Close Close
ThinkAdvisor

Regulation and Compliance > State Regulation

The 9 deadliest driving behaviors, by the numbers

X
Your article was successfully shared with the contacts you provided.

The good news is that over the past 10 years, there has been an almost 25 percent reduction in the number of fatalities on the nation’s roadways. 

If you’re like most of us, when you see or read about a fatal crash you’re left wondering what went wrong. Was someone driving impaired? Did the weather contribute to the mishap? Why did the accident happen at this particular location? Was someone not paying attention or distracted?

[Related: Safety first: Here are the 10 vehicles with the lowest rates of driver deaths]

Using data from NHTSA’s Fatal Accident Reporting System, the Auto Insurance Center has created the following graphics to illustrate the circumstances of each fatal crash occurring between 2009 and 2013 nationwide.

s

Fatal Crash Causes – Overview Via: Auto Insurance Center

Dangerous driving behaviors that cause the most fatal crashes by state 

The map above breaks down the top driver behaviors that led to deadly crashes by state. What caused the highest number of fatal crashes from 2009-2013 across the nation? Failure to stay in the proper lane. Failure to yield to the right of way takes the top spot in six states. Improper turns are a big problem in California.

Sadly, serious collisions are often a result of ordinary mistakes.

Note: ”Operating without required equipment” covers infractions such as driving with bad breaks, not using a seatbelt, or riding a motorcycle without a helmet.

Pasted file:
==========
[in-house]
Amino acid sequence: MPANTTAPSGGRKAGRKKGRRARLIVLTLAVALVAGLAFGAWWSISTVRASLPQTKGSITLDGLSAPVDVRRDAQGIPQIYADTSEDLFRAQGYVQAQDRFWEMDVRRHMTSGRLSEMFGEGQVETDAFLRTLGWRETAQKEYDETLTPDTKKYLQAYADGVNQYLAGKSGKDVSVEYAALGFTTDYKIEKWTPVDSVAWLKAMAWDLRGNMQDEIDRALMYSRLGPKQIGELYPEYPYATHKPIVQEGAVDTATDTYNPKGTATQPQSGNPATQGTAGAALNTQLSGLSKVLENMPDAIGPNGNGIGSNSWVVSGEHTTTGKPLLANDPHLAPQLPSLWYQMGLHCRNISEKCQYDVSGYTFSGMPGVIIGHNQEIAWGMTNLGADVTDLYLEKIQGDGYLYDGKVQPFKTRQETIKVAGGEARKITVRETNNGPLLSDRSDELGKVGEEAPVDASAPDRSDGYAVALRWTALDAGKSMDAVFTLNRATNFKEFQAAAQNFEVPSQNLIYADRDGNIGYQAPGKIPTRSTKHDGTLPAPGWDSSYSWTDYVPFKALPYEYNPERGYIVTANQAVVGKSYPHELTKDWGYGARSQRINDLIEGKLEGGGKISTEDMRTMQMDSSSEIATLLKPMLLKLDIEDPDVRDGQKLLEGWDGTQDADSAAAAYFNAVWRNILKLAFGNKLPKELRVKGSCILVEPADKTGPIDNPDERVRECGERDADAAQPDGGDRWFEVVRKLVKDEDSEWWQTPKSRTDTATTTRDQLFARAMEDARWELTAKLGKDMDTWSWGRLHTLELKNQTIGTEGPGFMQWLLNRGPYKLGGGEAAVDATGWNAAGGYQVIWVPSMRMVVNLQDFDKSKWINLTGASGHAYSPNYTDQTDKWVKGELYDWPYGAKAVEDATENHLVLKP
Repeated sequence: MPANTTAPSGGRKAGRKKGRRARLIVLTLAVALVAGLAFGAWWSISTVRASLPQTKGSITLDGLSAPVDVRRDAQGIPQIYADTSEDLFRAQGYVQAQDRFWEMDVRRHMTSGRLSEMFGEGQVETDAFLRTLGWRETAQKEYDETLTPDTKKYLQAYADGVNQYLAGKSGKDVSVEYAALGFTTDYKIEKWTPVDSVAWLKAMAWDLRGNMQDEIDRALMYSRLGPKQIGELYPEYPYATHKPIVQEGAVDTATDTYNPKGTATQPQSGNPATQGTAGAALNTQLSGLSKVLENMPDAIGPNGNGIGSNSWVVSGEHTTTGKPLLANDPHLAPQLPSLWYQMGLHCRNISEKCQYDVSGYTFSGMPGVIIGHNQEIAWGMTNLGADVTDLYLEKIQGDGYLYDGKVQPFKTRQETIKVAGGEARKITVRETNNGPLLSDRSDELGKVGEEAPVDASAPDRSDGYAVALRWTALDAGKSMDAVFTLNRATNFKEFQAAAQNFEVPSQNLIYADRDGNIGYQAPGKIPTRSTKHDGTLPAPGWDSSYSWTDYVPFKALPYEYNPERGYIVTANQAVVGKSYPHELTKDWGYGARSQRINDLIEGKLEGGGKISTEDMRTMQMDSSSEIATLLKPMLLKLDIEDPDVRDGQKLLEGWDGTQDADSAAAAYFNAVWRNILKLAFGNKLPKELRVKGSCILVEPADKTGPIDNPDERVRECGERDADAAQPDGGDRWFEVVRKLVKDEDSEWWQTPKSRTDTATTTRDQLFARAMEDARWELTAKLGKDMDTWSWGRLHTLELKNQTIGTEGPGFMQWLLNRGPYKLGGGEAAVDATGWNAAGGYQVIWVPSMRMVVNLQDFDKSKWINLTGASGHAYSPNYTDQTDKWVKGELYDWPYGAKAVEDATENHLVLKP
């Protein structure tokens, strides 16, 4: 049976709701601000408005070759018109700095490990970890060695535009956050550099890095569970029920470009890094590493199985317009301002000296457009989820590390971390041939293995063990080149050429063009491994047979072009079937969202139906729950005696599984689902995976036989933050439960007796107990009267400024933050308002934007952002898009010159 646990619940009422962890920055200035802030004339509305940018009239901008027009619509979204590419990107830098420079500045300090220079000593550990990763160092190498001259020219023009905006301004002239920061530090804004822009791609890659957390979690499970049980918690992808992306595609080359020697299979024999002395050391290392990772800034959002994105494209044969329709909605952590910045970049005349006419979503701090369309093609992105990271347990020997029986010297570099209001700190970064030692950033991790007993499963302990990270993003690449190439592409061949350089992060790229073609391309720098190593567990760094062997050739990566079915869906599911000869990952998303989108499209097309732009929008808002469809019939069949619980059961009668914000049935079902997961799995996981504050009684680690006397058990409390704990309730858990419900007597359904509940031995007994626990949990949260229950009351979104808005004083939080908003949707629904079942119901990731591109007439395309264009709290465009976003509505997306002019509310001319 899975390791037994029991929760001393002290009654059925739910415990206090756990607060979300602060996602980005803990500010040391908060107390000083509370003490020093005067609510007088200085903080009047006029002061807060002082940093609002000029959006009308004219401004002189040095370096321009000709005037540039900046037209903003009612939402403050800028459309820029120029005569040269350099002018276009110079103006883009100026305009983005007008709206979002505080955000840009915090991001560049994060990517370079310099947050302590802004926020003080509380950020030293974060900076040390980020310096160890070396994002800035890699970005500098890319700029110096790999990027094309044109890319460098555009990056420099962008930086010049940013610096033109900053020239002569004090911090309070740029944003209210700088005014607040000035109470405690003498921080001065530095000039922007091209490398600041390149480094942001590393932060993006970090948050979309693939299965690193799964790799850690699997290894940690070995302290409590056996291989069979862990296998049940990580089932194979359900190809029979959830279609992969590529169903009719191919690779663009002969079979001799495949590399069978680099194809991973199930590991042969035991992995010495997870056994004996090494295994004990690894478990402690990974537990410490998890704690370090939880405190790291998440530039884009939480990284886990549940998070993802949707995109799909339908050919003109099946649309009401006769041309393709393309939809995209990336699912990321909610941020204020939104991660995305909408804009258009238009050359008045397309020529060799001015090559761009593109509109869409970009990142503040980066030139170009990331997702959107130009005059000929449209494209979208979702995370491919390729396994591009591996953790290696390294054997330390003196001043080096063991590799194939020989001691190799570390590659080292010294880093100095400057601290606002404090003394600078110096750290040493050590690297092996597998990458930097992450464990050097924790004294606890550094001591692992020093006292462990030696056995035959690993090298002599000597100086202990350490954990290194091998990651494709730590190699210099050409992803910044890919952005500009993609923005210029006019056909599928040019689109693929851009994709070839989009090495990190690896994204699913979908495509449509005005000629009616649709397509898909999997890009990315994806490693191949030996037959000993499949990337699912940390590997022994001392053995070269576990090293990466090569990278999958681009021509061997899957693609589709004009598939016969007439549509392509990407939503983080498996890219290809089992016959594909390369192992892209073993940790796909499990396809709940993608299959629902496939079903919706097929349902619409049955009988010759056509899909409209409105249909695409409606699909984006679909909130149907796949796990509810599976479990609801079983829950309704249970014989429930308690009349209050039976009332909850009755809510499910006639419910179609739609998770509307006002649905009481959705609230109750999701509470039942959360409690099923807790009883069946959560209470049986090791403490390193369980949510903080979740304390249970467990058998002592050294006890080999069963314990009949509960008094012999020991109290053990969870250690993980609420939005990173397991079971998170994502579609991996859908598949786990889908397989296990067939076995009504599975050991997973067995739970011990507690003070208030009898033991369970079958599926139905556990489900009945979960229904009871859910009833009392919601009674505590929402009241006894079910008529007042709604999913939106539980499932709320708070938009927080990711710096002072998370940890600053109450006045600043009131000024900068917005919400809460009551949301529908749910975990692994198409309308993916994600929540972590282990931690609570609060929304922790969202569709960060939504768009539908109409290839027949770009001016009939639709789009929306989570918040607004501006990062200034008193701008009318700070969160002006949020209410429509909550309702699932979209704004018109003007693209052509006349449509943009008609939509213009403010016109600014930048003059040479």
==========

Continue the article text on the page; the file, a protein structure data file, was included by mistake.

d

Fatal Crash Causes – By State Via: Auto Insurance Center

Top 5 states most affected by 8 of the main fatal crash causes

The graphic above shows the top five states with fatalities for each of eight driver behaviors. Arkansas is home to the most deadly reckless drivers, but Indiana saw the most-deaths-per-capita results from road rage. Delaware was No. 1 for deaths resulting from changing lanes unsafely. Wyoming suffers most from drivers drifting out of their assigned lane unintentionally.

South Dakota is where the most deaths occur from police chases. Drivers in Mississippi have the most failure to yield right of way deadly accidents. In Montana, failure to obey signs is a problem. And look out while driving in West Virginia, the home of the most deaths for driving on the wrong side of the road.

s

Fatal Crash Causes – Driving Drunk Via: Auto Insurance Center

More on this topic

Drunk driving fatalities by state 

It’s difficult to find a cab or other public transportation in the Western states with the highest rates of drunk driving fatalities. But in the urban areas of Washington D.C., New York, and Boston, the ability to grab a cab or the subway keeps the drunk driving fatalities lower. Utah, where restrictive liquor laws and a large Mormon population of non-drinkers reside, is the exception among the states with the least drunk driving fatalities. 

s

Fatal Crash Causes – Crosswinds vs Sleet Via: Auto Insurance Center

Speeding as the causes for fatal accidents

Speeding is particularly appealing and deadly to drivers moving along the wide open spaces and highways of Montana and Wyoming.

s

Fatal Crash Causes – Snow vs Rain Via: Auto Insurance Center

Environmental conditions: Snow vs. rain

We know that challenging weather conditions increase our risks while driving on roadways. Across the U.S., rain causes more fatal accidents than snow. However, in the snowy Rocky Mountain region of the country in states like Colorado, Montana, and Wyoming, snow causes more fatal vehicle accidents than rain. 

s

Fatal Crash Causes – Snow vs Fog Via: Auto Insurance Center

Weather conditions: Snow vs. fog

When comparing snow versus fog, more fatal crashes are caused by snow across the nation. Not surprisingly, in warm coastal states, fog is a bigger danger. 

d

Fatal Crash Causes – Crosswinds vs Sleet Via: Auto Insurance Center

Inclement weather: Crosswinds vs. sleet

Sleet is a bigger killer in most of the U.S., but crosswinds are a more likely problem from California to Colorado as well as in sunny Florida.